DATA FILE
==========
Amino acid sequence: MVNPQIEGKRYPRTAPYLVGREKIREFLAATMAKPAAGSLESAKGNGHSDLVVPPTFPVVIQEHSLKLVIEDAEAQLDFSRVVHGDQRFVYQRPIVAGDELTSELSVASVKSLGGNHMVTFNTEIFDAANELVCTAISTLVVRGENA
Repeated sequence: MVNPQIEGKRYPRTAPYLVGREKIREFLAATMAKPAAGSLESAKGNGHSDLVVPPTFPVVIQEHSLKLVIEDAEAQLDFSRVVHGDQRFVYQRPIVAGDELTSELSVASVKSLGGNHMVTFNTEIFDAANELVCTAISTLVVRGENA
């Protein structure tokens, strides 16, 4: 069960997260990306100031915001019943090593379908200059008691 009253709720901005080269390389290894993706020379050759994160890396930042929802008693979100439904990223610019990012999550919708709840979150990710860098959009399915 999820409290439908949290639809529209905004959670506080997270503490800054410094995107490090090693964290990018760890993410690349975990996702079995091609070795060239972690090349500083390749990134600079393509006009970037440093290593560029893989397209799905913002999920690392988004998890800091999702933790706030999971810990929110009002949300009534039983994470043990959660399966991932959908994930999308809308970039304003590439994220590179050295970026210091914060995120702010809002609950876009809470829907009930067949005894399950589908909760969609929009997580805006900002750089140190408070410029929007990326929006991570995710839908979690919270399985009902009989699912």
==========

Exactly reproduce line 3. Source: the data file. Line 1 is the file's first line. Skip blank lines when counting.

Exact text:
């Protein structure tokens, strides 16, 4: 069960997260990306100031915001019943090593379908200059008691 009253709720901005080269390389290894993706020379050759994160890396930042929802008693979100439904990223610019990012999550919708709840979150990710860098959009399915 999820409290439908949290639809529209905004959670506080997270503490800054410094995107490090090693964290990018760890993410690349975990996702079995091609070795060239972690090349500083390749990134600079393509006009970037440093290593560029893989397209799905913002999920690392988004998890800091999702933790706030999971810990929110009002949300009534039983994470043990959660399966991932959908994930999308809308970039304003590439994220590179050295970026210091914060995120702010809002609950876009809470829907009930067949005894399950589908909760969609929009997580805006900002750089140190408070410029929007990326929006991570995710839908979690919270399985009902009989699912």